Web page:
“Crowdsourcing”, “Contest”, “Competition”, “Bid”, “Spec”… all bad words in the design industry of late. For too long, and seemingly rampant in our current financial climate, artists and designers have been asked in multiplicity to share their hard-earned skills and creative energy and ideas so that businesses and organizations can choose the ‘best’ solution among many submitted. It’s not a difficult argument to make that this undermines the value of creative process and the ideas themselves, that it simply rewards solutions, and does not repay any of the others for time lost. It has become a contentious subject among designers and business people alike. [Look no further than this very recent debate on the AIGA website for more eloquent arguments against it in many situations].
But there can be an upside to competitions, if done right.
I try to stretch my creative legs from time to time by seeking out new challenges, and contests can be a great way to do that. For example, last year I submitted designs to several competitions, using skills ranging from graphic symbol design to painting/assemblage. The “Embracing our Differences” celebrates diversity, and exhibits the inspiring works on large outdoor billboards. This really isn’t any different from a juried exhibit, something many artists take part in. My 2010 submission didn’t get used, but it was enjoyable for me.
“Art Moves” is a festival and display of billboards designed to bring awareness/raise questions around a theme. In 2010 it was “Together or apart?.“ I chose simple pictographic representation of many ways in which our lives are enhanced by togetherness.
The Bioplastic symbol competition allowed me to flex my graphic symbol design muscles. Unfortunately, in the end, this competition proved unfavorable, not because of bad intentions, but because they were ill-informed and ill-prepared to host a competition of this magnitude online, and because public opinion was used to narrow down the selections. (I don’t need to tell my informed design readership, of course, that the public is not educated in the right experiences to set design criteria). Still, I learned a lot in the process.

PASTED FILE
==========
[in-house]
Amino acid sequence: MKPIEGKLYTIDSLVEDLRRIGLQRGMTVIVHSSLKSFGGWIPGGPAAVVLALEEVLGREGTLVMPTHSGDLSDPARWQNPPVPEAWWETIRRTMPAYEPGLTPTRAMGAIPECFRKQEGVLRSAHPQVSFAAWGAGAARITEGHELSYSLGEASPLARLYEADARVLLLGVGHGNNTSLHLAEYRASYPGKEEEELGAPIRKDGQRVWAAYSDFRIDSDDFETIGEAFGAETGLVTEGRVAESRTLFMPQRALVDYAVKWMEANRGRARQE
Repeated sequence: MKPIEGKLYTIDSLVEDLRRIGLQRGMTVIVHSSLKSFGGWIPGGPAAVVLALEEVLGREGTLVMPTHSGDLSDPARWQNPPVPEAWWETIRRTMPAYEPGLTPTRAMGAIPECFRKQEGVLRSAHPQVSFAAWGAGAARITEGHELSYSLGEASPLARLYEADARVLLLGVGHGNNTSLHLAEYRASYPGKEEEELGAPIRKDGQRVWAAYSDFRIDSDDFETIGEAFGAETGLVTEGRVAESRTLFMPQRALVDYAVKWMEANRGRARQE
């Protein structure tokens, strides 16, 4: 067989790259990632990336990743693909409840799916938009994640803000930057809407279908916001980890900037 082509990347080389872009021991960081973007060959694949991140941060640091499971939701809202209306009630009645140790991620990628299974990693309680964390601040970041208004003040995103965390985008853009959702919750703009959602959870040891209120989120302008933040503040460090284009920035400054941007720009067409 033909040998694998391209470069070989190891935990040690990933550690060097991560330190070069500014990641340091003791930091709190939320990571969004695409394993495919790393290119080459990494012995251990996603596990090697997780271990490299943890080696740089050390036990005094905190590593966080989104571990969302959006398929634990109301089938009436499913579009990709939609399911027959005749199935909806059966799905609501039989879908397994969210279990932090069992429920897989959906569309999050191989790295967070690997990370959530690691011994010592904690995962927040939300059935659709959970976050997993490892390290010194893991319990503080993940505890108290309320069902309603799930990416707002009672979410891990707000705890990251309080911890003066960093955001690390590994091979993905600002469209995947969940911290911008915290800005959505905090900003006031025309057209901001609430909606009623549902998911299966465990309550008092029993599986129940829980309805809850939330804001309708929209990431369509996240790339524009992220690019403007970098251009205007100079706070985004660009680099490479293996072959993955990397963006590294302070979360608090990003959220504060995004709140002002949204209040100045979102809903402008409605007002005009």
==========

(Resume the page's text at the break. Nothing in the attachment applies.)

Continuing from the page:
I’ve just finished coordinating 3 different projects with my students, all of them working with a real client that selected one of the finished designs to implement. This models the contest/crowdsourcing activity so despised by many design professionals. The difference, however, is that the projects being executed are first and foremost designed to meet my course learning objectives and serve the student well in their growth, as well as in their portfolios. Secondly, the organizations are NOT corporations looking for profit and would, otherwise, not have the resources to brand themselves while doing the good work they do for the community, the planet, etc. Thirdly, the student chosen will be performing some work after the deadline, and for which they will be paid by the client.
Though my junior level students had little if any prior logo design experience, this one-week charette better prepared them for the extensive identity projects that are coming down the pike in our curriculum.
The senior level solutions are shown here, with the selected design highlighted.
Unfortunately, there are many contests out there that are not equitable to visual artists, whether knowingly or not. Be selective, do some research, but don’t automatically write them all off. To find out about ongoing competitions, visit the “Graphic Competitions” site.